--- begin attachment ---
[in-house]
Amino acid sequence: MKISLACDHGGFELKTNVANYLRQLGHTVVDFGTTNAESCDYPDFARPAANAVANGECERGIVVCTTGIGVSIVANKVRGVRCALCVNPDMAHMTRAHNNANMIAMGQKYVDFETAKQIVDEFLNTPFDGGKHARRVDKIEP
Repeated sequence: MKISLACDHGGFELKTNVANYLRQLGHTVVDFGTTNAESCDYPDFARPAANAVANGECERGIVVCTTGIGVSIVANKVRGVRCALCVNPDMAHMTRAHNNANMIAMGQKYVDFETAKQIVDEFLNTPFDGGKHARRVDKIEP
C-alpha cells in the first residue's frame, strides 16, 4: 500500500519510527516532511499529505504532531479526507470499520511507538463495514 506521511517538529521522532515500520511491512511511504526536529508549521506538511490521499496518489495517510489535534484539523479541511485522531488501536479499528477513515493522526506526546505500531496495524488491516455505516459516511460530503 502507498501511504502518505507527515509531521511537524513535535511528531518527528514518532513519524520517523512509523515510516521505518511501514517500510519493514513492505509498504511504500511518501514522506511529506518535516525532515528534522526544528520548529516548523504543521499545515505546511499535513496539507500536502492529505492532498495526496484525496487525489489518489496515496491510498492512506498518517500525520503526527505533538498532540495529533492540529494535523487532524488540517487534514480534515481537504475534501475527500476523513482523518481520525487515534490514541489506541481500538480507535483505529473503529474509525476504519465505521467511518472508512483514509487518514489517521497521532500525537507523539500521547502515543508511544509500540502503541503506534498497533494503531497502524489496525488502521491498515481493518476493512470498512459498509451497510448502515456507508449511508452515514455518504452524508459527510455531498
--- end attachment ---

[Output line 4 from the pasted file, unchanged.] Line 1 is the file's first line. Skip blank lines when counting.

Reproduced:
C-alpha cells in the first residue's frame, strides 16, 4: 500500500519510527516532511499529505504532531479526507470499520511507538463495514 506521511517538529521522532515500520511491512511511504526536529508549521506538511490521499496518489495517510489535534484539523479541511485522531488501536479499528477513515493522526506526546505500531496495524488491516455505516459516511460530503 502507498501511504502518505507527515509531521511537524513535535511528531518527528514518532513519524520517523512509523515510516521505518511501514517500510519493514513492505509498504511504500511518501514522506511529506518535516525532515528534522526544528520548529516548523504543521499545515505546511499535513496539507500536502492529505492532498495526496484525496487525489489518489496515496491510498492512506498518517500525520503526527505533538498532540495529533492540529494535523487532524488540517487534514480534515481537504475534501475527500476523513482523518481520525487515534490514541489506541481500538480507535483505529473503529474509525476504519465505521467511518472508512483514509487518514489517521497521532500525537507523539500521547502515543508511544509500540502503541503506534498497533494503531497502524489496525488502521491498515481493518476493512470498512459498509451497510448502515456507508449511508452515514455518504452524508459527510455531498